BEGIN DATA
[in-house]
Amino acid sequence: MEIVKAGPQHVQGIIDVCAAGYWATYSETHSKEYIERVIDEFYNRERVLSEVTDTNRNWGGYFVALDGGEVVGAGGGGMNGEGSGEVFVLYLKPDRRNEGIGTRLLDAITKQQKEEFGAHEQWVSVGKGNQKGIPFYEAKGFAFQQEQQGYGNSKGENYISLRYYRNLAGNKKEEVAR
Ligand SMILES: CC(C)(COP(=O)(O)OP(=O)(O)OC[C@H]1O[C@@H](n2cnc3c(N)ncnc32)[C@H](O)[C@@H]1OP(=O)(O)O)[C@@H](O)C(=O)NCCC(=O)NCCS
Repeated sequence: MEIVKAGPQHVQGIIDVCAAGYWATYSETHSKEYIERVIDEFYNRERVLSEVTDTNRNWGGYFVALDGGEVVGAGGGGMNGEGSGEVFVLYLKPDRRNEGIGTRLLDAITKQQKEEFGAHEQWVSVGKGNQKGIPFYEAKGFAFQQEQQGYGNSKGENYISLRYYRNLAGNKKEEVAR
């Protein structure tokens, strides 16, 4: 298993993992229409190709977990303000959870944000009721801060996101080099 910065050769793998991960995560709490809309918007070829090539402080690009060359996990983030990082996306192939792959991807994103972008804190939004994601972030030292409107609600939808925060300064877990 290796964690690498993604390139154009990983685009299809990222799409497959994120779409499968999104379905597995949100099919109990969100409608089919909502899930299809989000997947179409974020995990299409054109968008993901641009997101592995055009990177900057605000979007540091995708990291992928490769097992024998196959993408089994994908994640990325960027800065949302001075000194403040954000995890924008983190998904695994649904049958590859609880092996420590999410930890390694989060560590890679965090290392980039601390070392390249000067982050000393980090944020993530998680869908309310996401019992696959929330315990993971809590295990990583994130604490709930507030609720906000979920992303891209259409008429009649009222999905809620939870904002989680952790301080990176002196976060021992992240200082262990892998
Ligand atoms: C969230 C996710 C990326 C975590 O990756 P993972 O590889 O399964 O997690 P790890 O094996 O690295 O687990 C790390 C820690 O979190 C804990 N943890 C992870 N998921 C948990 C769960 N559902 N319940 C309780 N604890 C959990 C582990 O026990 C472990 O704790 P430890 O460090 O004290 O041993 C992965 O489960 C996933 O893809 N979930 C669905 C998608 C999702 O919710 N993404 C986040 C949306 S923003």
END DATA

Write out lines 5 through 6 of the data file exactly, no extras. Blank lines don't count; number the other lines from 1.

């Protein structure tokens, strides 16, 4: 298993993992229409190709977990303000959870944000009721801060996101080099 910065050769793998991960995560709490809309918007070829090539402080690009060359996990983030990082996306192939792959991807994103972008804190939004994601972030030292409107609600939808925060300064877990 290796964690690498993604390139154009990983685009299809990222799409497959994120779409499968999104379905597995949100099919109990969100409608089919909502899930299809989000997947179409974020995990299409054109968008993901641009997101592995055009990177900057605000979007540091995708990291992928490769097992024998196959993408089994994908994640990325960027800065949302001075000194403040954000995890924008983190998904695994649904049958590859609880092996420590999410930890390694989060560590890679965090290392980039601390070392390249000067982050000393980090944020993530998680869908309310996401019992696959929330315990993971809590295990990583994130604490709930507030609720906000979920992303891209259409008429009649009222999905809620939870904002989680952790301080990176002196976060021992992240200082262990892998
Ligand atoms: C969230 C996710 C990326 C975590 O990756 P993972 O590889 O399964 O997690 P790890 O094996 O690295 O687990 C790390 C820690 O979190 C804990 N943890 C992870 N998921 C948990 C769960 N559902 N319940 C309780 N604890 C959990 C582990 O026990 C472990 O704790 P430890 O460090 O004290 O041993 C992965 O489960 C996933 O893809 N979930 C669905 C998608 C999702 O919710 N993404 C986040 C949306 S923003």